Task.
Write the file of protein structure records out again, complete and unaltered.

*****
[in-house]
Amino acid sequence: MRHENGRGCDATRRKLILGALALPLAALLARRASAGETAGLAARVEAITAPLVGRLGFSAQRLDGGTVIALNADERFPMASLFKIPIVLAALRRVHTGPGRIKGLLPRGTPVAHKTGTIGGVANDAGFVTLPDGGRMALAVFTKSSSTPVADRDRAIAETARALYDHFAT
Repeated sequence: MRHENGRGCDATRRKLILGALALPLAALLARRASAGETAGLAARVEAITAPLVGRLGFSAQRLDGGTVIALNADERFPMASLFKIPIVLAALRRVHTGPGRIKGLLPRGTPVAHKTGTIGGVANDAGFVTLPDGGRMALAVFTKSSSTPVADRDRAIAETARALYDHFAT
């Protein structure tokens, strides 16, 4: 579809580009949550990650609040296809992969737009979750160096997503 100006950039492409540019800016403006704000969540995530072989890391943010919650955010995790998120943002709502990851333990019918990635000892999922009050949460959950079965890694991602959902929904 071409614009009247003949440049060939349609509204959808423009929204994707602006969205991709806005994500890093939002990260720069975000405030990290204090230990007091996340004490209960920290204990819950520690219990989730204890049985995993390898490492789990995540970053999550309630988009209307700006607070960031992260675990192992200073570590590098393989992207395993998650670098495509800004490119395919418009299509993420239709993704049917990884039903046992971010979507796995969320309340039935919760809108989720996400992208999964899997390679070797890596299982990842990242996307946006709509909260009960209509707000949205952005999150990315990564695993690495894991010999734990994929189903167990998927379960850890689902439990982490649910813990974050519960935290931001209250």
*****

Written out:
[in-house]
Amino acid sequence: MRHENGRGCDATRRKLILGALALPLAALLARRASAGETAGLAARVEAITAPLVGRLGFSAQRLDGGTVIALNADERFPMASLFKIPIVLAALRRVHTGPGRIKGLLPRGTPVAHKTGTIGGVANDAGFVTLPDGGRMALAVFTKSSSTPVADRDRAIAETARALYDHFAT
Repeated sequence: MRHENGRGCDATRRKLILGALALPLAALLARRASAGETAGLAARVEAITAPLVGRLGFSAQRLDGGTVIALNADERFPMASLFKIPIVLAALRRVHTGPGRIKGLLPRGTPVAHKTGTIGGVANDAGFVTLPDGGRMALAVFTKSSSTPVADRDRAIAETARALYDHFAT
């Protein structure tokens, strides 16, 4: 579809580009949550990650609040296809992969737009979750160096997503 100006950039492409540019800016403006704000969540995530072989890391943010919650955010995790998120943002709502990851333990019918990635000892999922009050949460959950079965890694991602959902929904 071409614009009247003949440049060939349609509204959808423009929204994707602006969205991709806005994500890093939002990260720069975000405030990290204090230990007091996340004490209960920290204990819950520690219990989730204890049985995993390898490492789990995540970053999550309630988009209307700006607070960031992260675990192992200073570590590098393989992207395993998650670098495509800004490119395919418009299509993420239709993704049917990884039903046992971010979507796995969320309340039935919760809108989720996400992208999964899997390679070797890596299982990842990242996307946006709509909260009960209509707000949205952005999150990315990564695993690495894991010999734990994929189903167990998927379960850890689902439990982490649910813990974050519960935290931001209250």